Punting in predictable weather: Cambridge, UK

Cambridge, bike, bicycle, city, hisotry, UK, England, Britain, British

 

Off to Cambridge, England, I went this weekend to discover the appeal of this well known university town. And whilst the weather was a perfectly predictable example of a British October weekend, there is still plenty of enjoyment to be had in the Autumn-Winter semester, without hanging onto illusions of a halcyon summer. Enjoy cosy cafes, steaming cups of coffee and there are always blankets and umbrellas…

If you only have 24 hours in Cambridge this coming Winter, here is your concise itinerary:

Saturday morning

Cambridge, college, Kings, university, city, hisotry, UK, England, Britain, British

 

 

 

 

 

 

 

 

Get your bearings in town and head straight to Kings College. Check the blackboards outside the main gates to see if the chapel is open to visitors (£7.50) or attend a service (free). Grab a cup of tea in the Agora Cafe directly opposite the college entrance if you have to wait for the variable opening times.

Saturday afternoon

As you exit Kings turn right and walk towards Trumpington Street. Stop in at Fitzbillies Cafe on the way down to the Fitzwilliam Museum. The cafe has a takeaway bakery serving wonderful cakes, or you can sit in the cafe/restaurant out back and enjoy one of their famous sausage rolls (£7.50 with choice of salad or homemade slaw). As I was visiting on my own the friendly waitresses seated me on a large shared bench which was almost situated in the kitchen. This lively table was covered in vases of fresh flowers and fruit and was a great people-watching spot.

Once fed and watered head down to the Fitzwilliam (free) and take in the fantastic exhibits on Egypt, Greece and Rome in particular. Galleries also include European art, Eastern Porcelain and an armoury. Make sure to check if there temporary exhibitions on: I was lucky enough to catch The Night of Longing: Love and Desire and Japanese Prints, a display of erotic Shunga block printing circa 1600 – 1900. There was also an interesting exhibition on the origins of the Afro comb. All for free (donations are welcome).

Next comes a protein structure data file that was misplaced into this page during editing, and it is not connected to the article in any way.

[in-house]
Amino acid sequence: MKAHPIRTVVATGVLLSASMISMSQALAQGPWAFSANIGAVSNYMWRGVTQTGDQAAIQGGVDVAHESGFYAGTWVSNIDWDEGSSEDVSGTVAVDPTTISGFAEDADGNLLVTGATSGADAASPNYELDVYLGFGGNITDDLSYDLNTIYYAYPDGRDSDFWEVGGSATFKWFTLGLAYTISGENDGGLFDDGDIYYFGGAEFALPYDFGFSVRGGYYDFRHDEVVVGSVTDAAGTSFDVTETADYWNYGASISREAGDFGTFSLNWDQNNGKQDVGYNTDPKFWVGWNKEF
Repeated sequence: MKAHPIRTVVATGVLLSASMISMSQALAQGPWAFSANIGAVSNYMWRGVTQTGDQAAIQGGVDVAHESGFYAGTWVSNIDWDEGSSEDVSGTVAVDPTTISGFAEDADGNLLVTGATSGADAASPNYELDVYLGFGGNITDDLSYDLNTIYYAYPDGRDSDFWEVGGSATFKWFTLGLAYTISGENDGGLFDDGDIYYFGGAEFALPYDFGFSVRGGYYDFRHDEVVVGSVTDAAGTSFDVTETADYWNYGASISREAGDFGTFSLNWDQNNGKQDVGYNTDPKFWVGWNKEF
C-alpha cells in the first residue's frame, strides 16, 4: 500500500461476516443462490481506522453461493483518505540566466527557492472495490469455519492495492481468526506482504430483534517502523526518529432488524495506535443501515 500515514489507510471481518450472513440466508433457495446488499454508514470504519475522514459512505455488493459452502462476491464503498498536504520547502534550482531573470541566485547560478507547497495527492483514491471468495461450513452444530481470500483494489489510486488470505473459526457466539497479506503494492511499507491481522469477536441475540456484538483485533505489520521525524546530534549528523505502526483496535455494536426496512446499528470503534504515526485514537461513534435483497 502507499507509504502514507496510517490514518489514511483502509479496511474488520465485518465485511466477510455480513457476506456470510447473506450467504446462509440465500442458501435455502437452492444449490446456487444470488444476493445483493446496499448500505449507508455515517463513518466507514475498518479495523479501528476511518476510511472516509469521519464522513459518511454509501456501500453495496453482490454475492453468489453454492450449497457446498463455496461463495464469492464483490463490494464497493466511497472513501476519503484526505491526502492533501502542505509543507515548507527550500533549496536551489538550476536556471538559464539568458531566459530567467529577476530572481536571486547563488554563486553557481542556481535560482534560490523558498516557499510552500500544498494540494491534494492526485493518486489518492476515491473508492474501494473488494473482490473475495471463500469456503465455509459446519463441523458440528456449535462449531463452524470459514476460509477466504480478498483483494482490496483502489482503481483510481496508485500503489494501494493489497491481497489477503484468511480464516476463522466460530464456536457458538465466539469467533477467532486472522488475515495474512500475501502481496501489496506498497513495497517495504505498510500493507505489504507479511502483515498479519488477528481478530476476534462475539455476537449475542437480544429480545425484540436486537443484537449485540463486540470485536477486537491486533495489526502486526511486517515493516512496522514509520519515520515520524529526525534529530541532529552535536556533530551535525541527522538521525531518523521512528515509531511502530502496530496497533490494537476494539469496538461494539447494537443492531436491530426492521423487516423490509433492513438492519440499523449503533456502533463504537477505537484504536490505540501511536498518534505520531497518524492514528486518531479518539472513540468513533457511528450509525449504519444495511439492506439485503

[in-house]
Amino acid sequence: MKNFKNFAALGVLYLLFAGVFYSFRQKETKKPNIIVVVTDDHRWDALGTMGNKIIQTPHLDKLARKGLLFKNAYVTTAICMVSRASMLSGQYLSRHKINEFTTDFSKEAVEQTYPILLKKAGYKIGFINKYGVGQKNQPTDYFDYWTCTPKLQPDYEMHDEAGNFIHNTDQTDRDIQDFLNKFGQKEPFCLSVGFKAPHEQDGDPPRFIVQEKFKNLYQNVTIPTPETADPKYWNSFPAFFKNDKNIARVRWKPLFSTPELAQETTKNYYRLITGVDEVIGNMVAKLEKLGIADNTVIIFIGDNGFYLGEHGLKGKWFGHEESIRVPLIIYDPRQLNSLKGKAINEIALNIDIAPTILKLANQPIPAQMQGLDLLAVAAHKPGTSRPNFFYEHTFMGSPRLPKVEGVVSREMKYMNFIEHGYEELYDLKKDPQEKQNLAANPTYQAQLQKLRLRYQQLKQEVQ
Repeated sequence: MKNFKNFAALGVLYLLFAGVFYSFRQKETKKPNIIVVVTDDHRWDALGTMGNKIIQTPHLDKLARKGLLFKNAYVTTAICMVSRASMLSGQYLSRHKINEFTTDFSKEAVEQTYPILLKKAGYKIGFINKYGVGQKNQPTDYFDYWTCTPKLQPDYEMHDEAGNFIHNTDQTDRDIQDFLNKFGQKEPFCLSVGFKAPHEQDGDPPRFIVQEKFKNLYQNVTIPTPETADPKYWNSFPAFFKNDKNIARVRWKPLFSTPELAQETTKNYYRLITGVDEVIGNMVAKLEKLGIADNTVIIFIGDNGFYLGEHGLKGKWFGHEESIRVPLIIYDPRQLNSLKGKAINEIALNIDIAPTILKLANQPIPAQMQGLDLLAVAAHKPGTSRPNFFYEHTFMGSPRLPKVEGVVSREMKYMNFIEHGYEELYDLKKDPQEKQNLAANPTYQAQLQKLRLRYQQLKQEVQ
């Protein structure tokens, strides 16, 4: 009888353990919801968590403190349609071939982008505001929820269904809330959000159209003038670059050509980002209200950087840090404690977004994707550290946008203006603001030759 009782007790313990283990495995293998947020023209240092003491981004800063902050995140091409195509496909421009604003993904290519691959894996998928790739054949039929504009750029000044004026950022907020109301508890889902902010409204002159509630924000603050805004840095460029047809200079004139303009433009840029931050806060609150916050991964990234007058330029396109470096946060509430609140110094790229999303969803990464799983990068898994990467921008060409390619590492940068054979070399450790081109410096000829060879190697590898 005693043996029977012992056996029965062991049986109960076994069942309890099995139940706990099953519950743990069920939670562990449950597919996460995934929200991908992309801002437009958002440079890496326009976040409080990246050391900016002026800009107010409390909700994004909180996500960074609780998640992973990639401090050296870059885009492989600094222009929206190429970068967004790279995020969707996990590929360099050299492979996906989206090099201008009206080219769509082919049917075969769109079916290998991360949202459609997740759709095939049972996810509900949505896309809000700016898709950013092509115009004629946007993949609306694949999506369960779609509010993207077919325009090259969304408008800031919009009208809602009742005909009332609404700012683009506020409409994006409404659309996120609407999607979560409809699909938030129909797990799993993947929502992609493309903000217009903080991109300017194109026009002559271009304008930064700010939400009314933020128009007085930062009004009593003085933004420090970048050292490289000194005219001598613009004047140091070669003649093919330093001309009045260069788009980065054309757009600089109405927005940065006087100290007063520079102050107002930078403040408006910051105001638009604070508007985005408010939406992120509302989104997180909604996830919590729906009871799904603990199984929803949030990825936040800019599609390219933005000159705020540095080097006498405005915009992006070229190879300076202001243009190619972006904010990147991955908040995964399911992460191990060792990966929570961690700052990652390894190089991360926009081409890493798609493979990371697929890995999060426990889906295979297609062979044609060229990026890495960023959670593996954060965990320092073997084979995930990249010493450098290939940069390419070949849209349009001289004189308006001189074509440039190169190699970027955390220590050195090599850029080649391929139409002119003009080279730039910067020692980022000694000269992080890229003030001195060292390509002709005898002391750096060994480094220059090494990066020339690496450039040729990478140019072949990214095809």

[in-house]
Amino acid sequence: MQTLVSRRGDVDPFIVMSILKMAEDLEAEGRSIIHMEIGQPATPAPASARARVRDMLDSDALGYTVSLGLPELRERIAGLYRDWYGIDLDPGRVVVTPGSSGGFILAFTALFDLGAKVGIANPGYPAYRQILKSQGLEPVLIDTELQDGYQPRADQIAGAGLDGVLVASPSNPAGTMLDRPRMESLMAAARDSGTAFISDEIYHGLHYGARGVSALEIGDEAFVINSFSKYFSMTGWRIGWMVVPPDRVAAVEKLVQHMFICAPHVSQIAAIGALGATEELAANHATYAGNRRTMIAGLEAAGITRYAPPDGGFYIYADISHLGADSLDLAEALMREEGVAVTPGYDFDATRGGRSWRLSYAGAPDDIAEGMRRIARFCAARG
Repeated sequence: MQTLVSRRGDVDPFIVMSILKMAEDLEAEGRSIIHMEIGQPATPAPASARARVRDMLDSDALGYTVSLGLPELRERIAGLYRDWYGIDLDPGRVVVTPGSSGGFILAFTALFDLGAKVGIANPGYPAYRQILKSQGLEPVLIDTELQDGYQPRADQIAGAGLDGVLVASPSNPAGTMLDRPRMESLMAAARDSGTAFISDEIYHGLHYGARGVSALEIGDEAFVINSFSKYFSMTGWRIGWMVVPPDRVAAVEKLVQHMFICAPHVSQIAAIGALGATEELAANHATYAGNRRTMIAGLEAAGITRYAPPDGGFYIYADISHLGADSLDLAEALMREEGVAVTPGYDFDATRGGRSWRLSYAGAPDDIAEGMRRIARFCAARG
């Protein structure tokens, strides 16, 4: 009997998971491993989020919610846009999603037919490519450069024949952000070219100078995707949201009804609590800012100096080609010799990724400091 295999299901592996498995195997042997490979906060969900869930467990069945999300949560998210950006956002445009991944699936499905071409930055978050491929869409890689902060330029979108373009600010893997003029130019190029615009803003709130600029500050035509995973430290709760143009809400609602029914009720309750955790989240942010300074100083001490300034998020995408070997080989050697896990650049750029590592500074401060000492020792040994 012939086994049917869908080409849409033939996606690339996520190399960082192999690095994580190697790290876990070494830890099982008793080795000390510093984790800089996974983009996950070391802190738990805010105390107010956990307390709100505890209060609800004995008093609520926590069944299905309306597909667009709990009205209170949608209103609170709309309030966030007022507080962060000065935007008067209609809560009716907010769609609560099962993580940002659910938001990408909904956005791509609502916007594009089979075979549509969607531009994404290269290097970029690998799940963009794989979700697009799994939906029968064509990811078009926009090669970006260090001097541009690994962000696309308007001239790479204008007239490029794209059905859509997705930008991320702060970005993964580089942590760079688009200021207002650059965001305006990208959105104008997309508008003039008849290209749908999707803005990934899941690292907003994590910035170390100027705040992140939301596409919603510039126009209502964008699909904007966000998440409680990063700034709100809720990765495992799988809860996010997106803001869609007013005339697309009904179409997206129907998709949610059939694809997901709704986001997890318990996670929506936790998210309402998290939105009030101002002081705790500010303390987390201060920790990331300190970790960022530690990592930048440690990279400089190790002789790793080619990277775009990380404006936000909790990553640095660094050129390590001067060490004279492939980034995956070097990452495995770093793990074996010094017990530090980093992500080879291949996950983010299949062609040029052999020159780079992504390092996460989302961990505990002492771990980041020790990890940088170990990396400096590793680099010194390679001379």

Saturday evening

The Eagle pub is a recommended for its real ales and good food, as well as being the place where Watson and Crick figured out DNA! Unfortunately I didn’t get chance to visit this famed watering hole as our hotel was out of town in the semi-rural area of Stow Cum Quy on the bottom tip of the Fens. After meeting up with the hubby who was playing lacrosse in town, we spent the evening relaxing in the spa pools, sauna and steam room in the converted barns, then tucked into succulent beef burgers and chocolate torte in the bar. A luxurious treat indeed!

Sunday morning

Cambridge, college, Cam, river, punt, punting, university, city, hisotry, UK, England, Britain, British

 

 

 

 

 

 

 

 

 

 

 

After a hearty full English breakfast, and some fresh fruit to balance out the guilt, head down to the river and get on one of those punts that you have been eyeing up curiously! A local guide will take you on a punt up and down ‘the backs’ behind the colleges (around £15pp for 45min tour) and give you a flavour of their history. As soon as we stepped onto the boat, predictably, it started raining buckets! Our hosts were quite prepared however and we wrapped up in woolly blankets and handed a massive golf umbrella. Watch out for angry swans and haphazard visitors trying to steer their own hired punt!

Cambridge, college, Kings, university, city, hisotry, UK, England, Britain, British, Trinity, Newton, hisotry

 

 

 

 

 

 

 

 

Once back on the cobbled Cambridge streets pop into Trinity College to see the Great Hall, Wren Library and its chapel (£3 or £1 if library is closed). You can also see the residence where Isaac Newton lodged during his time here, and there is an apple tree planted in his honour out front which was seeded from the very tree he later went on to sit under and discover gravity.

Sunday afternoon

 

After such a big breakfast you might not need to stop for lunch just yet so walk north on Bridge Street and pop into Kettle’s Yard (free). This historic residence is left exactly as the previous owners left it – full of their carefully curated art collection. It is a homely setting where visitors are encouraged to sit on the chairs and ponder the art in a relaxed setting. None of the artworks and installations have labels but there are friendly guardians on hand to answer any questions on the pieces or tell you about the home of Jim and Helen Ede. Ring the bell and have a look around!

After deciding that you really wish you lived at Kettle’s Yard head back into town and enjoy the great British Institute of afternoon tea at Auntie’s Tea Room. Tea, egg and cress sandwiches and jam scones with clotted cream await, whilst you watch locals on bicycles ride past the front windows.

More posts on top places to visit in the UK here.